Originally posted at TNR.com
© New Republic
The administration's media rollout of the Geithner Plan was as meticulously coordinated as a Super Bowl Sunday. In future courses for doctors of spin, there will be a special session on the administration's dogged attempt to get everyone together and work every segment of its increasingly fragmented viewership. Calls were even made to economic bloggers to "give Tim a chance."
But economics is a much tougher business than football. A big market jump on Monday is not victory, and you don't get to go home after breaking the record for collective charisma points earned in a 24-hour period. Instead, you start to face the difficult and more technical questions (which don't always fit the format of Sunday talk shows). Is there really a master plan? Something consistent with the administration's principles could look like this:
- Announce the toxic assets purchase plan.
- In the new budget, obtain the money needed for recapitalizing banks-so that once banks sell bad assets and recognize losses, they can get new capital from the government.
- Announce stress tests (i.e., evaluations of what banks' balance sheets will look like if the economy remains in trouble) that are tough on banks-this will force them to raise capital and sell assets, otherwise they will sit on the stuff for years.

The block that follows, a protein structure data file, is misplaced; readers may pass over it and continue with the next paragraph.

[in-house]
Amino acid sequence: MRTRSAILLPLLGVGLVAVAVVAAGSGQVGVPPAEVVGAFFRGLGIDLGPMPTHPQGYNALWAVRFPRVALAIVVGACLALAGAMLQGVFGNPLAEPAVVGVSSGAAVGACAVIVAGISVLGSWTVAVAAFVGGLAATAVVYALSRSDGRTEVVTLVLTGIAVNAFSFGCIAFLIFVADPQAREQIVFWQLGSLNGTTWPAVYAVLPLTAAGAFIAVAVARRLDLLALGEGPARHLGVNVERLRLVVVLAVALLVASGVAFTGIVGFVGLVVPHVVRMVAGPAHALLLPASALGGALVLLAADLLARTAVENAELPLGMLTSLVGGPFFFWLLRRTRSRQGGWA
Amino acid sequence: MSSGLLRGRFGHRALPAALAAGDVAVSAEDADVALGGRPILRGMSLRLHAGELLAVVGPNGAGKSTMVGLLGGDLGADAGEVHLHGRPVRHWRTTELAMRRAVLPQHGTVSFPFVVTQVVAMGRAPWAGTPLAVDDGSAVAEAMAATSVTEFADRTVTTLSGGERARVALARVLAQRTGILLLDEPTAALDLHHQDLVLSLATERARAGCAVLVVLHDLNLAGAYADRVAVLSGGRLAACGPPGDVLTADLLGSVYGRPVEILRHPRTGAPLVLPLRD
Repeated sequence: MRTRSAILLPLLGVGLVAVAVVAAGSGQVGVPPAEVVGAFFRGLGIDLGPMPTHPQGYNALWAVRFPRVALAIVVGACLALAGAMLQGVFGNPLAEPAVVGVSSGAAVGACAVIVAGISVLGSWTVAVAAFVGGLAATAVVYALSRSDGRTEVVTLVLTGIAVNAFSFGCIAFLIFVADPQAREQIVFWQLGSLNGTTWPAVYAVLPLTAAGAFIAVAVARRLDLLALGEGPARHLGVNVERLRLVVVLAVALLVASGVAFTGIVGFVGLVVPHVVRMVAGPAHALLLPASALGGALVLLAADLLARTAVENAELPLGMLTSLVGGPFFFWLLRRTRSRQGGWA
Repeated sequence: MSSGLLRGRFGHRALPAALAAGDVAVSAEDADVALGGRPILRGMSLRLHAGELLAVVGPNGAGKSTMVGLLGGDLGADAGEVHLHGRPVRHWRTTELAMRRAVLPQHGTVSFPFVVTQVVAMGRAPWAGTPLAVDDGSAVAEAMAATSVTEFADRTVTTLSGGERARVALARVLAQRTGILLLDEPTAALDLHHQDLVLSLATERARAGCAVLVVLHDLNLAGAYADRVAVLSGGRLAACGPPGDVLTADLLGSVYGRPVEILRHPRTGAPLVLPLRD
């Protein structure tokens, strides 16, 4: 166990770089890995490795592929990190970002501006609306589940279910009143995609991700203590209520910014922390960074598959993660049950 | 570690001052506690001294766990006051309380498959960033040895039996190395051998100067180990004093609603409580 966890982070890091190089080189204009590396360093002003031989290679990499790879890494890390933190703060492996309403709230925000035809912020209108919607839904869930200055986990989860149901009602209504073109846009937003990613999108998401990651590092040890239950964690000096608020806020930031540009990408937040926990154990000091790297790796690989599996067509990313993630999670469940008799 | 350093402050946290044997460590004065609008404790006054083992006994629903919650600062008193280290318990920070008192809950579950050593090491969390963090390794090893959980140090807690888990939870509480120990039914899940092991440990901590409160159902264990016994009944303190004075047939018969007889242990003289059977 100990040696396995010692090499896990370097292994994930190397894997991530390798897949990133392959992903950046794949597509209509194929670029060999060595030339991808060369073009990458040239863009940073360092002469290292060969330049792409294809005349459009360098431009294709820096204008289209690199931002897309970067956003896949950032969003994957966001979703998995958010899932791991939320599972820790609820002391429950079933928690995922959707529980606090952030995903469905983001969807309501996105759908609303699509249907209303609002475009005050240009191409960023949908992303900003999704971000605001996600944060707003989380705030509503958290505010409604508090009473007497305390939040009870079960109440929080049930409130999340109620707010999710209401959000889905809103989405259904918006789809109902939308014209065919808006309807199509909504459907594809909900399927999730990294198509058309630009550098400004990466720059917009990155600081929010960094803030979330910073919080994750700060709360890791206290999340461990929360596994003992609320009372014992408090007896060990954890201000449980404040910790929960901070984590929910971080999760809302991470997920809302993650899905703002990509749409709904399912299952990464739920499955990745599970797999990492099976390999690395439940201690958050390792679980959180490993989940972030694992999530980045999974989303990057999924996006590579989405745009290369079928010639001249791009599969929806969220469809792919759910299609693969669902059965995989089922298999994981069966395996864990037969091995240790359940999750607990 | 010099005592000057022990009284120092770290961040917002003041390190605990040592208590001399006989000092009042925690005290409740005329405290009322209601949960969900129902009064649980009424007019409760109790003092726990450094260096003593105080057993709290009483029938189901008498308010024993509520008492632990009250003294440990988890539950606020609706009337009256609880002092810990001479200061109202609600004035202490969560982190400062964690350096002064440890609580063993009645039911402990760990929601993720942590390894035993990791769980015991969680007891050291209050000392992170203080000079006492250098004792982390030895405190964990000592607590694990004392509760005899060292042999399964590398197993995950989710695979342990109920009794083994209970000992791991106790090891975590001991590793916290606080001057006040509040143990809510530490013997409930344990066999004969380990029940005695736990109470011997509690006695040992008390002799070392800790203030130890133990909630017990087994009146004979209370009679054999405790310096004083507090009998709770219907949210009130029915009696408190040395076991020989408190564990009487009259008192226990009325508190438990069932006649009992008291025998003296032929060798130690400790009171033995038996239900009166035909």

- Use the budget money to recapitalize banks as needed using preference shares. This is a way to put in taxpayer money while preventing the government from taking majority ownership (and the administration feels strongly about this; I've asked).
- Make sure to get the toxic assets off banks' balance sheets at the new, low, reasonable prices.
So far, the administration has stopped at point 1. Unless there is a somewhat miraculous end of the credit crunch, this is almost certainly not enough. That's why the Geithner plan feels more like political maneuvering ahead of the G-20 summit next week and a way to maintain the impression of progress rather than a real, long-term plan.
There is nothing wrong with hoping that the Geithner plan works, of course. But for me to believe that we're approaching anything close to a solution, I'd need to see the administration be tough on banks-the stress tests in point 3 above are crucial-and Monday's announcement was instead very nice to bankers.
Simon Johnson is a senior fellow at the Peterson Institute for International Economics and a professor at MIT.